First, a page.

Energy company wants audio of foul-mouthed executive removed from the web

Last week, we learned that Clayton Woitas, the CEO of Canadian energy company Encana, uttered an angry expletive after an analyst asked him an impertinent question. "The answer would be no," Woitas said. "Fucking asshole."

This week, we learn that lawyers for the firm "want the clip off the Internet". They've issued a takedown demand to the audio hosting service used by the Globe and Mail reporter who wrote the story.

Adorable. You know what the answer is?

The answer would be no, fucking asshole [Chirbit]



    1. Exactly. I would love to see a graph of the number of times this has been posted and listened to on the web, and see the spike after the lawyer asked for it’s removal.

      There are already 1000 new listens alone from Rob’s posting of it (and that number keeps going up each time I refresh the page).

  1. Reminds me of Enron, where somewhat later into its life when the house of cards was starting to collapse, an analyst on a call asked the Enron executive point blank how they were able to justify their numbers.  He spouted a bit of standard bullshit and then added “asshole”, to the shock of just about everybody on the high profile conference call. 

    Even more amusing was Enron’s motto, which was “Ask Why”.  After the conference call, some people made an alternate version of the motto:  “Ask Why, asshole”.

  2. This must be annoying for them. All the hubbub because of some swears. Hopefully the ruckus will die down so they can get back to raping the planet without all this PR fallout.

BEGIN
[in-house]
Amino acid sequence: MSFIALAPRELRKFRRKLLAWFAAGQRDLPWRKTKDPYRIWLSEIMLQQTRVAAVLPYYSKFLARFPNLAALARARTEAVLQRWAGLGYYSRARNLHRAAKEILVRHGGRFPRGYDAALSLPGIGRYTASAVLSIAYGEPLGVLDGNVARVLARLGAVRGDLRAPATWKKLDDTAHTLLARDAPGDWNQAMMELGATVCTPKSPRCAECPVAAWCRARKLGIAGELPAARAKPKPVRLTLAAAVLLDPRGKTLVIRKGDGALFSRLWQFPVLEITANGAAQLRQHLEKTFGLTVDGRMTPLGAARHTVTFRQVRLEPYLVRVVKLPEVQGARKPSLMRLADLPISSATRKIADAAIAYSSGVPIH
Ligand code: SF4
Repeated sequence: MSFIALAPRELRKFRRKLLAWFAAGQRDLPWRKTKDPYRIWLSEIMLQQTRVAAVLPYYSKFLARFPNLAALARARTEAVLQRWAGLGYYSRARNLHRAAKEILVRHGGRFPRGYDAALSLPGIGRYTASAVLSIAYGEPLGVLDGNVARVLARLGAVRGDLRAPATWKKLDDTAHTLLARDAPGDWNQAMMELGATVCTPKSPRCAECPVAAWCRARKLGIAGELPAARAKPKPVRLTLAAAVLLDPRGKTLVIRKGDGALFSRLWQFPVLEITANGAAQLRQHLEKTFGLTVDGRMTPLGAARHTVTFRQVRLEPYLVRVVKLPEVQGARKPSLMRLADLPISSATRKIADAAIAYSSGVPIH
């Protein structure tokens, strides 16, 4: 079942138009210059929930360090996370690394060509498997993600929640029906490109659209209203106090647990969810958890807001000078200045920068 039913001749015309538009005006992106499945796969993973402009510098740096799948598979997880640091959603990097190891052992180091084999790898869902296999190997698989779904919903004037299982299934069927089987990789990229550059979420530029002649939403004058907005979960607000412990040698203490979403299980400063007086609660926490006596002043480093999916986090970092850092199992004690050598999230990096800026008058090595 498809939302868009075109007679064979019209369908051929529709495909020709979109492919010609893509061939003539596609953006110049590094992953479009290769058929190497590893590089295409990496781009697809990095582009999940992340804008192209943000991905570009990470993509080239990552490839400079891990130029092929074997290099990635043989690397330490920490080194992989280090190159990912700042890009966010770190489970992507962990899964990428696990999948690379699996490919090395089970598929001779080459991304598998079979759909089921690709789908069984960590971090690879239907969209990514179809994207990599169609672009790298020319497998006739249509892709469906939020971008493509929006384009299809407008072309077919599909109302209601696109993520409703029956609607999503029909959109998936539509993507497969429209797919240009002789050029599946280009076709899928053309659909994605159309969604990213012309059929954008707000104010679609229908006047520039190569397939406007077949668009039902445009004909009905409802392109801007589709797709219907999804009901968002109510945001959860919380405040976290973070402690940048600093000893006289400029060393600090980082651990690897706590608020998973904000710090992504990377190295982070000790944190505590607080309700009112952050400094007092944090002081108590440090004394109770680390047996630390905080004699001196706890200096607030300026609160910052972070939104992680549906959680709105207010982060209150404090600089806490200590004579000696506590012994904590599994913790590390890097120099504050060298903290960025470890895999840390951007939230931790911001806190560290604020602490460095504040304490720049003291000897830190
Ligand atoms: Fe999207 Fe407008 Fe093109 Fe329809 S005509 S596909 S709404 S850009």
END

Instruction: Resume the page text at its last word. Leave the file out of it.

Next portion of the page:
3. We’re willing to take this all the way to the President of the Internet if necessarily. Or Supreme Court. International Tribunal. Elders. Whatever, look we’re serious about this.

  4. Bwaahahahahahahah, this is too perfect.

    ‘The answer would be no, fucking asshole’ : D

    Ever notice how much correlation there is between arseholery and stupidity?

    Dumbarses never heard of the Streisand effect : D

  5.  There are two possibilities here.

    One: the company’s lawyers are very dim.

    Second:  the company’s lawyers lack client control.

    Been there, done that.

    “Mr. Client, we could do that for you – but the probable result is that it will . . .”

    “JUST DO IT!”

    “Yes, of course, but really, if we send this letter, it will just make . . . ”


    “Right away, sir.  {sotto voce} Fuckin’ asshole.”

  6. Clayton Woitas is the new guy. Not new to the Alberta oil patch and is acting as interim CEO after the other guy retired last month.

    Woitas is on record as saying he prefers private companies to public ones. 

    Private gain and public spills.

    “Undo. Delete! Uhhh, Sorry about that spill. Didn’t mean to. It was an accident. Won’t do it again. Let’s keep with the crude, huh? Same old-same old, ok? No harm done?”

    ‘Fucking assholes’ is right. What an archaic industry.

  7. If this is from the reporter’s recording, wouldn’t that make the copyright in the recording belong to the Globe, thus making the takedown notice perjury? Perhaps the Globe could threaten them with legal action, and seek damages. Could be an opportunity to set a useful precedent.

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